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Old 19th Dec 2012, 13:37   #41 (permalink)
 
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Quote:
will only allow properly qualified and trained (and current) personnel
I can be nearly two years between flying a SEP and am still legal to go fly it solo.
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Old 19th Dec 2012, 13:41   #42 (permalink)
 
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Doesn't it strike you as a little strange that you're the only person holding this view on a forum full of very experienced pilots (not classing myself as one!)?
And here comes the "authority principle", which is worth less than used toilet paper when confronted with legal issues. I wonder, when will the "ad hominems" start?

You're all making stuff up to suit your ideas. The law does not distinguish between "flying straight and level" or any other phase of flight. It also does not distinguish between "flying solo" or "flying next to bloody Charles Lindbergh".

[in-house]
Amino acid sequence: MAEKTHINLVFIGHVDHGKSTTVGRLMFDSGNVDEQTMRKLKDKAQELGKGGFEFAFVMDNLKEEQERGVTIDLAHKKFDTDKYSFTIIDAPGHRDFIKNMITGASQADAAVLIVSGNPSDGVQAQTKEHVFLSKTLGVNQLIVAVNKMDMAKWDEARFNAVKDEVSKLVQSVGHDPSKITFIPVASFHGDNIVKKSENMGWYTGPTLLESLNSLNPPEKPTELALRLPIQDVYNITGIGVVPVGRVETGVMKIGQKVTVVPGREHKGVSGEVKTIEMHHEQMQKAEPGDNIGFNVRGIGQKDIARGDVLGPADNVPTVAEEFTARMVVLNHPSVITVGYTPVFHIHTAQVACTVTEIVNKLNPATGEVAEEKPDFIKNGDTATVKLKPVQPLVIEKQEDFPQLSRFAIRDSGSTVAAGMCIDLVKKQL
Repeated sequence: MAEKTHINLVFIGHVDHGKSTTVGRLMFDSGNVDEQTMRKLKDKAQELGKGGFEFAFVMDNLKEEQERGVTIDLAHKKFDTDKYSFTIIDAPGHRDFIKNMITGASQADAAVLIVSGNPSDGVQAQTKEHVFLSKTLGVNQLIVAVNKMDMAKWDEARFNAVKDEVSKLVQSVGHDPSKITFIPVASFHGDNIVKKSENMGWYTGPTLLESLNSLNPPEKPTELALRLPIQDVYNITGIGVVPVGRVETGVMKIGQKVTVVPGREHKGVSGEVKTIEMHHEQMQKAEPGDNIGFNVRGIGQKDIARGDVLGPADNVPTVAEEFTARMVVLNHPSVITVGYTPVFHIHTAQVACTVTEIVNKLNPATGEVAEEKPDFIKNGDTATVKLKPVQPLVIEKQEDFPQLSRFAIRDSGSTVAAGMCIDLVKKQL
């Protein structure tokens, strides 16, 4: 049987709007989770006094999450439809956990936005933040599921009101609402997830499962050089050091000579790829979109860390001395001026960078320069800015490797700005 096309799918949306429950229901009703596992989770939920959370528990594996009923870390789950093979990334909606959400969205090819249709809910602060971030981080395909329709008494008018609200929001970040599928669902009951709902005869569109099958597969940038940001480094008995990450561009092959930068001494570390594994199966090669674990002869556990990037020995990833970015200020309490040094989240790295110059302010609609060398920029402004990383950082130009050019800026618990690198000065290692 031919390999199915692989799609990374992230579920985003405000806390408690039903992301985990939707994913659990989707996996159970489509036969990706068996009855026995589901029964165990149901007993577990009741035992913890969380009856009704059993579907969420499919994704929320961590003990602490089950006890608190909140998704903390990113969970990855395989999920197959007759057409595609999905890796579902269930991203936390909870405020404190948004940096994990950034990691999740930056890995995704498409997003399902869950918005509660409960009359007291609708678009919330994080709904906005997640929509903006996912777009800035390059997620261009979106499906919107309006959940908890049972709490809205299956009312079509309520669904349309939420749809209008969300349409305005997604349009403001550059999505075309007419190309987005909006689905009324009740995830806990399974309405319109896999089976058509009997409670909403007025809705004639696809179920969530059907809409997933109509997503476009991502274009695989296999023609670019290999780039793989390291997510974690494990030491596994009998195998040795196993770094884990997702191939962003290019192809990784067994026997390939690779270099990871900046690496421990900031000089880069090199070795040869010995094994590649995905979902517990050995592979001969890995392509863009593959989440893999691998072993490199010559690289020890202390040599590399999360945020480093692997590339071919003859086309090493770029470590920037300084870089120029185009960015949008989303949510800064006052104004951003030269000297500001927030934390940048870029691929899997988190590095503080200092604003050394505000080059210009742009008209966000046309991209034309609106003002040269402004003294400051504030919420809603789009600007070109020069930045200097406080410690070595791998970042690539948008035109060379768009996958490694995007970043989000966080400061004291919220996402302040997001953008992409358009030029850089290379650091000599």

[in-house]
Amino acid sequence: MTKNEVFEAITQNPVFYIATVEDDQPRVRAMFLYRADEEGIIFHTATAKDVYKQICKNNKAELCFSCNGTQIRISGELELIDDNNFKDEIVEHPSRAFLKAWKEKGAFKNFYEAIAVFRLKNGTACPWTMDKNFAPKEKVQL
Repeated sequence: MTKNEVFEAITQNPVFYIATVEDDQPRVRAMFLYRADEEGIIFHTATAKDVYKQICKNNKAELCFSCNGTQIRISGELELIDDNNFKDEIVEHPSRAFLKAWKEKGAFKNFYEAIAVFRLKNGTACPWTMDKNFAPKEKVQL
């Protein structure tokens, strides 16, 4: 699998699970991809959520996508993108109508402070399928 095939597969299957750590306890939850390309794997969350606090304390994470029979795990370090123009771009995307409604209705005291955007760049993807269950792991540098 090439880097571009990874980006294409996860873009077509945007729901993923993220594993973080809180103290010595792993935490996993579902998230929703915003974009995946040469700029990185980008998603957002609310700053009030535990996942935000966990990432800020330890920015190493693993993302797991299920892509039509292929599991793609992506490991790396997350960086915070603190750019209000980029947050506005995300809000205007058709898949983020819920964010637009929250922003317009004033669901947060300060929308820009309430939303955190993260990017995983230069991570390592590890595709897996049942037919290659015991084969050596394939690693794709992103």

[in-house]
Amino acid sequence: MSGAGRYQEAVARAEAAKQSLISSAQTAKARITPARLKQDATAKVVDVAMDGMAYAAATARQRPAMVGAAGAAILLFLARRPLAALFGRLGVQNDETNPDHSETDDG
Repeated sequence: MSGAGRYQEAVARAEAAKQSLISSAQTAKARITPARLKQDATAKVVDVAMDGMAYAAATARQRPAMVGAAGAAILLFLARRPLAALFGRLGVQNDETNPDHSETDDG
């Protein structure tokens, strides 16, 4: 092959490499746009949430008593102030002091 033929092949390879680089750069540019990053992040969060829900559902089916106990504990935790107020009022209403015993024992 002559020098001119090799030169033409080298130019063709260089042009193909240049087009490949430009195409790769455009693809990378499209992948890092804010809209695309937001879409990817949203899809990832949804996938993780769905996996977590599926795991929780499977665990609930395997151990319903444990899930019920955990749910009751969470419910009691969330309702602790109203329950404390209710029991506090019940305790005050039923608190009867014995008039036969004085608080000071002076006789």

The law clearly states that you cannot act as pilot of an aircraft without holding the appropriate license. Manipulating the flight controls is acting as pilot, it doesn't matter whether you're just "flying straight and level" or "competing at the world's aerobatic championship", whomever is flying the plane is the pilot, period.

I'm really outta hear.

P.S. The worst bullshit I ever heard often came from "very experience pilots", BTW.
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Old 19th Dec 2012, 13:43   #43 (permalink)